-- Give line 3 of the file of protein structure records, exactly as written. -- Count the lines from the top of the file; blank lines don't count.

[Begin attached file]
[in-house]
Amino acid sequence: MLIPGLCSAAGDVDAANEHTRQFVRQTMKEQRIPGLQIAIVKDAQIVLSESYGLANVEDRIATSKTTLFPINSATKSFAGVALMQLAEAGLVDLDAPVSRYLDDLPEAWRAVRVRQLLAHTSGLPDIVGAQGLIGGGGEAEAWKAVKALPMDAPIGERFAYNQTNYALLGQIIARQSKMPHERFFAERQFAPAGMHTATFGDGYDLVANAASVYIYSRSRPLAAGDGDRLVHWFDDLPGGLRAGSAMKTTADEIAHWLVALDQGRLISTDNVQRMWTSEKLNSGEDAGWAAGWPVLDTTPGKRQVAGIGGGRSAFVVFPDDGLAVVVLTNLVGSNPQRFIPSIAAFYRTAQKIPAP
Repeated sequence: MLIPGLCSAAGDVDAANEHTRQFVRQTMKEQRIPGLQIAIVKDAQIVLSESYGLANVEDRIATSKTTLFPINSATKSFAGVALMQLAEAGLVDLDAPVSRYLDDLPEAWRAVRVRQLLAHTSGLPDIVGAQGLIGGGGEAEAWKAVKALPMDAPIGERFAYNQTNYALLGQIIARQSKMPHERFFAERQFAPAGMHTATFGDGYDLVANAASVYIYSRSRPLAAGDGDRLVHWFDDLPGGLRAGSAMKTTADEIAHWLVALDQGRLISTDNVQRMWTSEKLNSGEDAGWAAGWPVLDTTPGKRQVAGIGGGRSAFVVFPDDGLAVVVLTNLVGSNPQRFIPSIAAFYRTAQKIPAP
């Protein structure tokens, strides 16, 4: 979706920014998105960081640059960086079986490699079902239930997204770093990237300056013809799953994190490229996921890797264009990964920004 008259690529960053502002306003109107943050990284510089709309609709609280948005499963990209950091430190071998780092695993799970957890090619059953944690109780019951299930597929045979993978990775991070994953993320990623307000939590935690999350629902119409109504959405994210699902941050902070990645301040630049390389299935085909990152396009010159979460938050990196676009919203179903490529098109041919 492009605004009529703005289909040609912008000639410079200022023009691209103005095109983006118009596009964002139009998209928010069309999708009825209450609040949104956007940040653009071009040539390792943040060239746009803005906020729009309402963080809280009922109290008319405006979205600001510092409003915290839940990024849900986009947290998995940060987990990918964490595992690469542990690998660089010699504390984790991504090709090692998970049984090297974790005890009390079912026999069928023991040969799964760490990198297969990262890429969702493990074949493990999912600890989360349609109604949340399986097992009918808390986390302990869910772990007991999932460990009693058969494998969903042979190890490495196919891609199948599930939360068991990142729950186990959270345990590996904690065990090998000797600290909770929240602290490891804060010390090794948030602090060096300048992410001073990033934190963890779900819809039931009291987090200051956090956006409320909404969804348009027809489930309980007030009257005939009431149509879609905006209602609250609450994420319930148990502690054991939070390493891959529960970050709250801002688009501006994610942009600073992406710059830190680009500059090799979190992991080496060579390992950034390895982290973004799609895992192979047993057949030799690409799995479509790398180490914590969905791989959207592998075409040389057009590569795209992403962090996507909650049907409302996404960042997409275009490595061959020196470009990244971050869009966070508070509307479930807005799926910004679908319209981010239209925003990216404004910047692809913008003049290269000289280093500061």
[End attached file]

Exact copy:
Repeated sequence: MLIPGLCSAAGDVDAANEHTRQFVRQTMKEQRIPGLQIAIVKDAQIVLSESYGLANVEDRIATSKTTLFPINSATKSFAGVALMQLAEAGLVDLDAPVSRYLDDLPEAWRAVRVRQLLAHTSGLPDIVGAQGLIGGGGEAEAWKAVKALPMDAPIGERFAYNQTNYALLGQIIARQSKMPHERFFAERQFAPAGMHTATFGDGYDLVANAASVYIYSRSRPLAAGDGDRLVHWFDDLPGGLRAGSAMKTTADEIAHWLVALDQGRLISTDNVQRMWTSEKLNSGEDAGWAAGWPVLDTTPGKRQVAGIGGGRSAFVVFPDDGLAVVVLTNLVGSNPQRFIPSIAAFYRTAQKIPAP